Co-directing for 30 years, meet world cinema’s enduring couple

November 18th, 2011 - 12:39 pm ICT by IANS  

Mumbai, Nov 18 (IANS) Without doubt, the Chinese husband-wife pair of Li Qian Kuan and Guiyun Xiao is one of the world’s most enduring cinematic couples. Together they have battled censorship, helped usher in film reforms and co-directed 21 feature films in 30 years.

When asked about the secret of their longevity, Guiyun says, “We do it for the sake of art and not the preservation of our individual pride.”

The Beijing-based couple is in India for the Indian premiere of their latest film, “The Star And The Sea” at The Golden Elephant 17th International Children’s Film Festival, India, now on in Hyderabad.

Asked whether they fight and both reply with a vehement “yes”.

“There are times when both of us insist on doing something our own way and it does get hard to resolve. But the good thing about the arts is that unlike mathematics where two plus two has to be four, in art it can be eight. Differences can be married and we have found that the resolution of our arguments have actually made our films better,” Guiyun tells IANS.

“When I am right, he follows and when he is right, I follow,” she adds.

Filmmakers for the past 50 years, they also have over 200 hours of television programming.

The world has seen many filmmaking couples like, say, James Cameron and Kathryn Bigelow, but none that have managed to not only stick together as a couple but also continue to co-direct films for so long. Cameron and Bigelow have never directed a film and they separated over a decade ago.

Li butts in, “Being a husband-wife pair co-directing a film shortens the filmmaking cycle. So what a lone director would do in two months, we’d do in one. It saves money, time and energy.”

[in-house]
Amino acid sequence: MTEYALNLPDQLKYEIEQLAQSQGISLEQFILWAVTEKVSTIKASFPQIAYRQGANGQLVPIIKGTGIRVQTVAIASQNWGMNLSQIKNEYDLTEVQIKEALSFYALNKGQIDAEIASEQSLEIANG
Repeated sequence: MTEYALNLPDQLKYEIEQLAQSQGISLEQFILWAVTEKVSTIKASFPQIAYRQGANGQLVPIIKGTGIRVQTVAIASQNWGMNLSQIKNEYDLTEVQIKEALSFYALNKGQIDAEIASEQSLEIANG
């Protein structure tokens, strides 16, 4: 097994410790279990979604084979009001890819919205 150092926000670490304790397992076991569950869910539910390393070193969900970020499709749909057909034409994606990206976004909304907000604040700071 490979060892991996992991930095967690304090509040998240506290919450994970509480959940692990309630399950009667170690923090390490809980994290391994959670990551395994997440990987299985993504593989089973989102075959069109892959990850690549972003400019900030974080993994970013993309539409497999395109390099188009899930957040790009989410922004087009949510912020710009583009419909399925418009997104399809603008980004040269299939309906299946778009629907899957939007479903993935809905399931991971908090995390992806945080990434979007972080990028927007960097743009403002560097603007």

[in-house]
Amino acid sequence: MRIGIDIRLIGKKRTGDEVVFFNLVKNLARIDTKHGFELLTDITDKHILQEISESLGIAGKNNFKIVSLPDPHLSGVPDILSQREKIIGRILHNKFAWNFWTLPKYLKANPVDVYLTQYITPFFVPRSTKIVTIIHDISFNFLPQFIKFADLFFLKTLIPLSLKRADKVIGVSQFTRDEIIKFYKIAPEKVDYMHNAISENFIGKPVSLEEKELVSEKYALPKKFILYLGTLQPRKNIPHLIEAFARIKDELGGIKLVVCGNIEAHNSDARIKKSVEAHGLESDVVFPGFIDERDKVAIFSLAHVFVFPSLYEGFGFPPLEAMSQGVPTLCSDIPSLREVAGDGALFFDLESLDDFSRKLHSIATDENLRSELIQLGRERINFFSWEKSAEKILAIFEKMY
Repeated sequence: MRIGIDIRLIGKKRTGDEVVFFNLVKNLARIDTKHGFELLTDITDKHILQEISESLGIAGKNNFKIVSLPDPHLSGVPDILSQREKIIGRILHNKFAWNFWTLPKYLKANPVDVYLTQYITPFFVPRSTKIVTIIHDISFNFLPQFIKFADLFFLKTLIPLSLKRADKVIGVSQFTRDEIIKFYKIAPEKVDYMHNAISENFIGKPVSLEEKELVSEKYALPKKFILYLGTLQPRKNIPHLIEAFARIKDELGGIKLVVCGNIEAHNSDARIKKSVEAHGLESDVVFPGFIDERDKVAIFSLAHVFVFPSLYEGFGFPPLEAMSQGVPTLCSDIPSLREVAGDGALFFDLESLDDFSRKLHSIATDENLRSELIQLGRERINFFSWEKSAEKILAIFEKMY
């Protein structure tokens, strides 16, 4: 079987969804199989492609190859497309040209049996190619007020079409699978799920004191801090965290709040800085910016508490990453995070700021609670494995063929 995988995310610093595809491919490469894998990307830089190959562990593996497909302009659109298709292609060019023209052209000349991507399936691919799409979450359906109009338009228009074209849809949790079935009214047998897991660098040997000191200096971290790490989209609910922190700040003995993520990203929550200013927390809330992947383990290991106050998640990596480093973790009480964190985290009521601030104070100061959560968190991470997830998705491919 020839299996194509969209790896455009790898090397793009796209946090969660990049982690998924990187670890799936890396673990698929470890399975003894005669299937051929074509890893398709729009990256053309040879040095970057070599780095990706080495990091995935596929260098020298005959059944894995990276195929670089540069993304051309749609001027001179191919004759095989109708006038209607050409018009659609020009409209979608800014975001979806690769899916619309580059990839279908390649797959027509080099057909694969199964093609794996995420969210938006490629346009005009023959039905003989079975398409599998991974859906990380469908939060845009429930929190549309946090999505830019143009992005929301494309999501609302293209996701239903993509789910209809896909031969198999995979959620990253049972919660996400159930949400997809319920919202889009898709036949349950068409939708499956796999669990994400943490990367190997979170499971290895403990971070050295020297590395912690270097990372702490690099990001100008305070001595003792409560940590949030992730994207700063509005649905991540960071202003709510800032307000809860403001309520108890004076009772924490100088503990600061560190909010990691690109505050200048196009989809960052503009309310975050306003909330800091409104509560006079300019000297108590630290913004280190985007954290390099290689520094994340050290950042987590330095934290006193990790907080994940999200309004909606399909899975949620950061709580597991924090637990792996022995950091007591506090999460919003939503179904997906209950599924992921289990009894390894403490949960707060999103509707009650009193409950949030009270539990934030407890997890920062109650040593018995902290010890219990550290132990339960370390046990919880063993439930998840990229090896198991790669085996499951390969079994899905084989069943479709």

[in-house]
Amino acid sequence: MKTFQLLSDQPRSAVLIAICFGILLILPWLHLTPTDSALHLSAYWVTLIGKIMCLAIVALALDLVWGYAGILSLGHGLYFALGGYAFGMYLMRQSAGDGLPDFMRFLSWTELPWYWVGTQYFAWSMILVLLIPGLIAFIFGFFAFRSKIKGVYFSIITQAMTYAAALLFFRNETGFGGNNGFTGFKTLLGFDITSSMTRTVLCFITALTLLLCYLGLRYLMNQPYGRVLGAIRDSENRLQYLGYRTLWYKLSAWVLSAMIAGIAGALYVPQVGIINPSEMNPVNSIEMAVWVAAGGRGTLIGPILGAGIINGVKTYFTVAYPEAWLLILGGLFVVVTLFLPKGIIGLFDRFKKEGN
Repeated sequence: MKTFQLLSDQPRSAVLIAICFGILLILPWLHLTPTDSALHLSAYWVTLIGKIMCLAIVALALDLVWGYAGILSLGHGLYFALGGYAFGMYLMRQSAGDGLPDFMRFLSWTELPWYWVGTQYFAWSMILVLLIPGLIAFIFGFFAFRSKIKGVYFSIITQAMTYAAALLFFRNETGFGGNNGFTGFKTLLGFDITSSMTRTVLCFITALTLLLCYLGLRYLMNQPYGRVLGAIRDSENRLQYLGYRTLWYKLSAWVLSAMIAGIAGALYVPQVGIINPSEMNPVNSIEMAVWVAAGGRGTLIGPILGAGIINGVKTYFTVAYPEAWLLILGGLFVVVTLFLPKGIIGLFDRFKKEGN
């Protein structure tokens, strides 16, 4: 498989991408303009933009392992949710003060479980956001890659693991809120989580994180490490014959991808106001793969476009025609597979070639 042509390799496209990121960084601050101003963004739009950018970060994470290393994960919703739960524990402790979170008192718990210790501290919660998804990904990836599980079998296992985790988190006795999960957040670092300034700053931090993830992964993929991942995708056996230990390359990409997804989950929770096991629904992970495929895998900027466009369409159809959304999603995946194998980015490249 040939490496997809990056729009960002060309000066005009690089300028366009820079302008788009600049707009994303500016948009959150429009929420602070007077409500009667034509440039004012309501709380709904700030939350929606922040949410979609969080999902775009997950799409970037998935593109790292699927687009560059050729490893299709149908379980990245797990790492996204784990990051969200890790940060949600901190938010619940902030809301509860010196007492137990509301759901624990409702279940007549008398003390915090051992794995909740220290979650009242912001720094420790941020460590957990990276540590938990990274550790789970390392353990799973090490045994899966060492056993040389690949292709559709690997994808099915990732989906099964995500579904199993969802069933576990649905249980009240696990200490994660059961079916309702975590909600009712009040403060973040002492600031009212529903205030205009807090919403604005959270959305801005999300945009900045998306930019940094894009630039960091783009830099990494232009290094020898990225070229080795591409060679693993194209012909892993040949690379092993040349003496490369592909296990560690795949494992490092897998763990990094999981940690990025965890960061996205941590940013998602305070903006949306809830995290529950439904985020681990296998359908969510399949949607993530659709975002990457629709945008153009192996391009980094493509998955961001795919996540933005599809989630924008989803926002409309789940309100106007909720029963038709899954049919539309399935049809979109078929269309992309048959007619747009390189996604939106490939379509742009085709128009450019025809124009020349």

Guiyun adds, “Sometimes while I am still shooting, he is already on to post-production for the same film.”

The harmony between the two was visible during the interview with IANS. While Li began the interview, after answering a few questions he let Guiyun take over, busying himself with sketching a portrait of the reporter and butting in only when required, to add something to what his wife says even as the translator frantically tries to translate back and forth.

The couple first met in film school in Beijing in 1958-59. Li was Guiyun’s senior, doing a course in art direction while she was studying film direction. After film school, they married but couldn’t immediately start making films; the reason - the cultural revolution of China.

“For the first 10 years of my life, I couldn’t make any films because of the cultural revolution. Those were my most energetic years,” says Guiyun with a shadow of pain darkening up her face for a moment.

After the revolution had settled down in the seventies, both started working in different projects separately. In 1981, they co-directed their first film. From 1981 to 1998, they made 20 films on varying subjects; about war, children, peasants etc, many of them being big-budget historicals. Between 1998 and 2010, as seniors of the Chinese film industry, they began another fight - that against excessive Chinese interference and censorship in cinema.

“For 12 years we did not make any films as we were focussing on benefiting the entire Chinese film industry. We have had to fight, but today censorship is much more liberal and people can make films with very few problems from the government because of the multiple reforms that we have managed in the system,” says Guiyun.

Ask then whether a young filmmaker can make a film about and shoot in Tibet today, and they say that if the film is not highly political one can. Li gives the example of a new film, “Zhuan Shan”, about a young man from Taiwan who cycles all the way up to Lhasa, Tibet, to fulfil a brother’s wish.

Li, who’s chairman of the prestigious China Film Association and president of the China Film Foundation, both highly prestigious positions, gives an example of government patronage of cinema in China.

Every year an average of 15 films are directly funded by the government, while many other films are subsidised or partly funded by the central government and many more given money by local governments.

He gives the example of the multiple award-winning 2010 film “Aftershock” for which the local government of Tangshan gave a ‘gift’ of 60 million Chinese Yuan.

There’s a lot that cinematic couples worldwide could learn from world cinema’s first cinematic couple, and the governments of the world, including India’s, from the Chinese government’s patronage of the arts.

(Satyen K. Bordoloi can be contacted at

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